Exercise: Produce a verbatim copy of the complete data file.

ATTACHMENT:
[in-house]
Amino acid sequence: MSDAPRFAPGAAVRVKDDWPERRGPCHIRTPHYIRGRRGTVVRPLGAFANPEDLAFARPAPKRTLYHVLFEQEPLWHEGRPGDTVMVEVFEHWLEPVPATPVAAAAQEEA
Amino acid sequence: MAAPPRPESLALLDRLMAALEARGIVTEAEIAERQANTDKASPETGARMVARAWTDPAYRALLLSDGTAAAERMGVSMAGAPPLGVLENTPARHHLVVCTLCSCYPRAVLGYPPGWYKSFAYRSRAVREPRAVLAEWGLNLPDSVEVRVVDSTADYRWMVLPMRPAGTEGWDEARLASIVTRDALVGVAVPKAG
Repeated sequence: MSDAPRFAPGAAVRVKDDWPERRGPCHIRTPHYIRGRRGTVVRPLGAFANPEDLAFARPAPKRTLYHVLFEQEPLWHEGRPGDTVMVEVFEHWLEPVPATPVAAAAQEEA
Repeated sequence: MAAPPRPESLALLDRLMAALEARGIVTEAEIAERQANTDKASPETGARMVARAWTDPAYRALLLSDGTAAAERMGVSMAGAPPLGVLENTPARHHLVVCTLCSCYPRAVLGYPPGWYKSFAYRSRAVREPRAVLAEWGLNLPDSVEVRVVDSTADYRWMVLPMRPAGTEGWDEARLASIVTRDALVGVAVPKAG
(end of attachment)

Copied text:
[in-house]
Amino acid sequence: MSDAPRFAPGAAVRVKDDWPERRGPCHIRTPHYIRGRRGTVVRPLGAFANPEDLAFARPAPKRTLYHVLFEQEPLWHEGRPGDTVMVEVFEHWLEPVPATPVAAAAQEEA
Amino acid sequence: MAAPPRPESLALLDRLMAALEARGIVTEAEIAERQANTDKASPETGARMVARAWTDPAYRALLLSDGTAAAERMGVSMAGAPPLGVLENTPARHHLVVCTLCSCYPRAVLGYPPGWYKSFAYRSRAVREPRAVLAEWGLNLPDSVEVRVVDSTADYRWMVLPMRPAGTEGWDEARLASIVTRDALVGVAVPKAG
Repeated sequence: MSDAPRFAPGAAVRVKDDWPERRGPCHIRTPHYIRGRRGTVVRPLGAFANPEDLAFARPAPKRTLYHVLFEQEPLWHEGRPGDTVMVEVFEHWLEPVPATPVAAAAQEEA
Repeated sequence: MAAPPRPESLALLDRLMAALEARGIVTEAEIAERQANTDKASPETGARMVARAWTDPAYRALLLSDGTAAAERMGVSMAGAPPLGVLENTPARHHLVVCTLCSCYPRAVLGYPPGWYKSFAYRSRAVREPRAVLAEWGLNLPDSVEVRVVDSTADYRWMVLPMRPAGTEGWDEARLASIVTRDALVGVAVPKAG